Jazeem has always seen poetry as having a larger purpose. The day after the Easter Attacks on 21 April 2019, he published a poem condemning the attacks on his blog. He stayed home over the following weeks, as the aftermath of the bombings saw anti-Muslim violence break out across the island. But after his arrest, the TID told Jazeem that Zahran Hashim, the alleged mastermind behind the bombings, was partly inspired to carry out the attacks after reading Jazeem’s poetry. 

“If [Navarasam] was the real issue, the National Library [of Sri Lanka] wouldn’t have approved it, or the government would have banned it,” Jazeem said. “Navarasam has nothing to do with promoting extremism; the poems condemn poverty, discrimination, and calls for world peace, not war.”

His poems have been translated into English and Sinhala on a site called Free Ahnaf Jazeem. The collection has a determined, persistent political voice, and a moral thread running throughout that is clearly derived from Islamic principles – submission to God’s will, the eventual uncovering of truth, and the inevitability of divine justice.

Jazeem is hyper-aware of politics. “Poems cannot be separated from politics, all art is mixed with politics,” he said. “Even when you write a love poem, it has to do with family structure, the legitimacy [of the relationship], and the government’s rules. Whatever you write, there will be a political aspect to it.”

With his poems, which emulate the style and structure of classical Tamil poetry, Jazeem doesn’t mince his words. He rails against America for their hypocrisy and continued destruction and exploitation of the Middle East —  accusing  the Islamic State of Iraq and Syria (ISIS) of the same. Complicity with and apathy to violence and suffering are treated with as much contempt as the crimes themselves, and the silence of the international community and the United Nations (UN) are not spared critique. Reading his expressions of  solidarity with the people of Palestine, Syria, Afghanistan, Kashmir and Burma, it is eerie how the circumstances of Jazeem’s life have come to mimic the blatant injustice and manipulation of truth that his art denounced.

Kavichakravarthi Kamban, Avvaiyar, Thiruvalluvar, Subramania Barathiyar and Bharathidasan, he cites as key poetic influences: “Their poems spoke about social reforms, political awareness and independence, which influenced me to write about democracy, commonality and peace,” he said. “A poem helps create awareness within society about the problems people are facing. The ruling elite don’t like when people are aware.”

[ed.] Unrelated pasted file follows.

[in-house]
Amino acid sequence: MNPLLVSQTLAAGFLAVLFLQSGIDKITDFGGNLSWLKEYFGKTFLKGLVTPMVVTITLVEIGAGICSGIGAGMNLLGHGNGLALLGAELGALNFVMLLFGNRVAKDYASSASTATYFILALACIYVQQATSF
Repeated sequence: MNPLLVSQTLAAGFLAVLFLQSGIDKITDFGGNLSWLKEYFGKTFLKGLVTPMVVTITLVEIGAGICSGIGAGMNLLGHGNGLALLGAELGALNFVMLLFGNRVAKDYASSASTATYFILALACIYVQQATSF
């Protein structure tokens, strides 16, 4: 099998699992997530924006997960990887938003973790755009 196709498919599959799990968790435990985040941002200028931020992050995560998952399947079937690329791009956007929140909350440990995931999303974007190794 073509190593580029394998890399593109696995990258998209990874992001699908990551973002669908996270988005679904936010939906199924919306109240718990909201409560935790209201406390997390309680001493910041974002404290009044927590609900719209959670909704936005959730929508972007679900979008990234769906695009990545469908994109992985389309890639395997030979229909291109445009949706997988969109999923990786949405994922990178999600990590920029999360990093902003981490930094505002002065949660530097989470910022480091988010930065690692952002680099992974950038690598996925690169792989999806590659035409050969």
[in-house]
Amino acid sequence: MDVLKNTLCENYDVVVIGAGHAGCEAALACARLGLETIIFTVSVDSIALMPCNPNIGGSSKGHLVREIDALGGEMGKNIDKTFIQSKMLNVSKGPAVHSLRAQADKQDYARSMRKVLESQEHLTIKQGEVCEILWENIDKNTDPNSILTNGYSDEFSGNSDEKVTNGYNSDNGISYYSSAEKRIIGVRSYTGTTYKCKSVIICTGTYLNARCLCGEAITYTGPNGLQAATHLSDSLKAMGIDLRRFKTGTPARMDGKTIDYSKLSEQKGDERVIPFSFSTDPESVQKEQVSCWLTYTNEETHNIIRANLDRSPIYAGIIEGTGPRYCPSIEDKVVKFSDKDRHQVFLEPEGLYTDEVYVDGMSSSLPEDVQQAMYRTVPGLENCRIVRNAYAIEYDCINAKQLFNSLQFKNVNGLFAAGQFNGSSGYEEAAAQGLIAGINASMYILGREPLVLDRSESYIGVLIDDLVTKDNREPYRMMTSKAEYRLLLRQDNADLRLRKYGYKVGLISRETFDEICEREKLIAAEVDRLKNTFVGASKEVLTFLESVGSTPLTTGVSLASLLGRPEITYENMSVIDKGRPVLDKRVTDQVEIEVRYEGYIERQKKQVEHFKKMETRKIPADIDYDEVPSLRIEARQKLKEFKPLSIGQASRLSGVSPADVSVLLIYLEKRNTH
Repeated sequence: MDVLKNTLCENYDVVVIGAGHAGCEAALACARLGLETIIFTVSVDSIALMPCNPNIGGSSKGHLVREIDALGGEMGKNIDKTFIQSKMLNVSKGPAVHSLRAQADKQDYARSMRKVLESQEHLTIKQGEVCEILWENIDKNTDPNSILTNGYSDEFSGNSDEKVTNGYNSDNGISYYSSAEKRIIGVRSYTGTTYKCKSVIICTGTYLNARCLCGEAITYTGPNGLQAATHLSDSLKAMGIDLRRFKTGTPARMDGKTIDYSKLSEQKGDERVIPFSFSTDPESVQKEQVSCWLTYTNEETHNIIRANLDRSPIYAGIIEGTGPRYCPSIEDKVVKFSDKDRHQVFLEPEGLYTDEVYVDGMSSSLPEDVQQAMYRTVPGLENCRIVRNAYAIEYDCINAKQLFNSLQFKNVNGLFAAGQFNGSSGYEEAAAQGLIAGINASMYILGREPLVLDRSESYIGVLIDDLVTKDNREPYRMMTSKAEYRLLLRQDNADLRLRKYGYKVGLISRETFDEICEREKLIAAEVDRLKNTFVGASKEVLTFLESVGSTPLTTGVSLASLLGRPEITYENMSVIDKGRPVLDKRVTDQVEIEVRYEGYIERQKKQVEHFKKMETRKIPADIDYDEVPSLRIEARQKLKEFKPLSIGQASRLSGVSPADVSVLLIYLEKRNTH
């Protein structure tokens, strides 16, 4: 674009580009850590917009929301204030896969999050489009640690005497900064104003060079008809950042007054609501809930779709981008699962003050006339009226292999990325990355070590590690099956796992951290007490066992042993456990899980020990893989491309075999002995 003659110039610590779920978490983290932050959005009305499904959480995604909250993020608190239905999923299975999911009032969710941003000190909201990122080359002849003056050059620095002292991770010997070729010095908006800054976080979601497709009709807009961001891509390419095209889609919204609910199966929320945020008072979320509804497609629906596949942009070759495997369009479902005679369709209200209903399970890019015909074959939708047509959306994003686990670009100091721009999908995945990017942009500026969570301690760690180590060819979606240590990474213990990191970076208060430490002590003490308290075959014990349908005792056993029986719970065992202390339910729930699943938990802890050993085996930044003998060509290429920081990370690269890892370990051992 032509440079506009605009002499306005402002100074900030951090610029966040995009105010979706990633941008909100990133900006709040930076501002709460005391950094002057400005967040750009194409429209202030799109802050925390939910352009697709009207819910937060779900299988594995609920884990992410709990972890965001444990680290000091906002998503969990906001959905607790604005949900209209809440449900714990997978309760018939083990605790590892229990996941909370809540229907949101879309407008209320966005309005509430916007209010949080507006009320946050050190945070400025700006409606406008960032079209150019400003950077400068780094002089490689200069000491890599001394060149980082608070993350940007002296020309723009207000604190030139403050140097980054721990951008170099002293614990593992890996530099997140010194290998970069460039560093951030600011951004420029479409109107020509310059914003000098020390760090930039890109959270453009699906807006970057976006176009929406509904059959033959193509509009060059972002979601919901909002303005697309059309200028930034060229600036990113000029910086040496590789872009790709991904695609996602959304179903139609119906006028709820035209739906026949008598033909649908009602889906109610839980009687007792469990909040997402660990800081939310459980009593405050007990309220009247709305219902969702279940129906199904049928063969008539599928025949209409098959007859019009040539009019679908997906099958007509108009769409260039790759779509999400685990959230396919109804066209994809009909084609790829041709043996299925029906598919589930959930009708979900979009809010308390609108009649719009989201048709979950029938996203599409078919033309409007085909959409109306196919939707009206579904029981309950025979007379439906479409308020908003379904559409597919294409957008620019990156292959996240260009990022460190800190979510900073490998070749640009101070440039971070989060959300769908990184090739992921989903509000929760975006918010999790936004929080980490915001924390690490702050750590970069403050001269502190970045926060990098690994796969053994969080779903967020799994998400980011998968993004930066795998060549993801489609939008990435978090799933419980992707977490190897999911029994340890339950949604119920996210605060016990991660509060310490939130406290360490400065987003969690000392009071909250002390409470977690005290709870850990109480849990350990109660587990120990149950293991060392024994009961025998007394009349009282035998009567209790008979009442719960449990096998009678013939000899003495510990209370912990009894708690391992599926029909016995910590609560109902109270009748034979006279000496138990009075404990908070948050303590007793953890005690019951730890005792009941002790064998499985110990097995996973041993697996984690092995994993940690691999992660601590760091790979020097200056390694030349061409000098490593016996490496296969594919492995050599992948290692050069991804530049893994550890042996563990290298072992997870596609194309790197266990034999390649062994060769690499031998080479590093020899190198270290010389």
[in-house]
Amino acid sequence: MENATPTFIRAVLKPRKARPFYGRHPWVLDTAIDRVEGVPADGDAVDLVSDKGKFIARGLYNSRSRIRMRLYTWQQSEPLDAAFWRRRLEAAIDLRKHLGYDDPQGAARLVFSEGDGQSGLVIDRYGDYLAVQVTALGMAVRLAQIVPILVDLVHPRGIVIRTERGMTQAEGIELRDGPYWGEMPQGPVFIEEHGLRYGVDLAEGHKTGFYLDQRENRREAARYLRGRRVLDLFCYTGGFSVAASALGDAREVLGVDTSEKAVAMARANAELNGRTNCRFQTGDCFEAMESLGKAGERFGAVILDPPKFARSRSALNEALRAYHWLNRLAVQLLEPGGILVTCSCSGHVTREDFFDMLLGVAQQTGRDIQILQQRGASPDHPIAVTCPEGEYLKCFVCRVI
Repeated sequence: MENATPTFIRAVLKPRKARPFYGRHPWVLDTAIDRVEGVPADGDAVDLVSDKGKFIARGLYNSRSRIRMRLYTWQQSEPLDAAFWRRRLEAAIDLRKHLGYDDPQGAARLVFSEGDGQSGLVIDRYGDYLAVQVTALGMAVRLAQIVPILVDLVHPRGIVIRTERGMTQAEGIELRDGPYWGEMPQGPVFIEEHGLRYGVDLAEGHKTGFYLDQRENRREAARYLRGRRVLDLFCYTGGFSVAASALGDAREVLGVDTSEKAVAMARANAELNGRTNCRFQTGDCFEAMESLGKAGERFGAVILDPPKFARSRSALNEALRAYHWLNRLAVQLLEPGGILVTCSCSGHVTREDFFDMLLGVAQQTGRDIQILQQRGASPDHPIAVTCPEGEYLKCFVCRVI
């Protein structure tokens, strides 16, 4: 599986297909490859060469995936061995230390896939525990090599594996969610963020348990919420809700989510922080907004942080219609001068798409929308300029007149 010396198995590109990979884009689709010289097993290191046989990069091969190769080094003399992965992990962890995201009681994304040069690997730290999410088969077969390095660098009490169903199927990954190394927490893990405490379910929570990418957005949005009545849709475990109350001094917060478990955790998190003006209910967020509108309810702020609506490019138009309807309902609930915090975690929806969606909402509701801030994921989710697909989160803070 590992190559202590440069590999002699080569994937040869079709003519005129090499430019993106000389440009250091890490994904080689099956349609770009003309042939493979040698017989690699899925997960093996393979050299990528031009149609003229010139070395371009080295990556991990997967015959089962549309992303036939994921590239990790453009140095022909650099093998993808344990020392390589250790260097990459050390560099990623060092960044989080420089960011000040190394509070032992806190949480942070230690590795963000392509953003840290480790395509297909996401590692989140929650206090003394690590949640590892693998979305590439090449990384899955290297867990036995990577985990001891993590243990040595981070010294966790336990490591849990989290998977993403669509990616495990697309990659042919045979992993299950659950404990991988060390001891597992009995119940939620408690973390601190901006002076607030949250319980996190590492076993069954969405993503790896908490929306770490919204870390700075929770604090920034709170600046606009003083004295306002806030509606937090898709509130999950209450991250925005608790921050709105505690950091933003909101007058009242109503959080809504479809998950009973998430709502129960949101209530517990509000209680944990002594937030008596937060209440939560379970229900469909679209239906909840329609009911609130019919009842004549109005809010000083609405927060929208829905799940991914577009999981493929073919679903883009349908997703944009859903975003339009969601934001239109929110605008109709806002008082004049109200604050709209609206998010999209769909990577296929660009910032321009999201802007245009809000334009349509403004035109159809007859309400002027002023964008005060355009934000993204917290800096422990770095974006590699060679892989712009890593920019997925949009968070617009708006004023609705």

“Literature is the best art, and poetry is the best literature,” he continued. “That’s why I chose it. Not everybody can write poetry.”

Designated Person

Jazeem, at only 27 years-old, has already experienced the worst of the Sri Lankan state, its adversaries, and its advocates. His parents were expelled from their native Mannar by the Liberation Tigers of Tamil Eelam (LTTE) during the civil war, and Jazeem was born in Puttalam. “As I grew up, I listened to people speak of us like refugees, and I began to wonder why this was happening,” he said. “In the name of protecting the Tamil community, the LTTE persecuted other communities. This precedent of using racial identity for political gains is getting very popular in our country.”

“In 2014, the [anti-Muslim] riots happened at my doorstep,” Jazeem said. He was studying at the Naleemiah Institute of Islamic Studies in Beruwala at the time, and much of the violence took place in the area and neighbouring Aluthgama and Dharga Town. “[The riots] opened my eyes. Sri Lanka is a country whose leaders think only of themselves and work only for themselves. They instigate racism and extremism and terrorism for their own gain,” he said. 

On 1 August, the government’s list of ‘Designated Persons’ was updated by the Ministry of Defence, and Jazeem’s name was added to it. It accuses him of “terrorism-related activities,” despite the fact that the case against him is yet to be even taken to trial. The trial is now scheduled for 10 October, but  adding his name to the list means that he cannot obtain a passport, access any government services, or find employment until his name is cleared. 

“I feel like I’m not a citizen of this country,” Jazeem said. “I’m afraid for my future – I don’t know what will happen to me. Will I need to hide for the rest of my life?”

He fears that this will set precedent to silencing writers in the country. “Just as the people’s uprising was eliminated and the struggle crushed,” he said. “There is no freedom of expression for the oppressed as far as the ruling class is concerned.”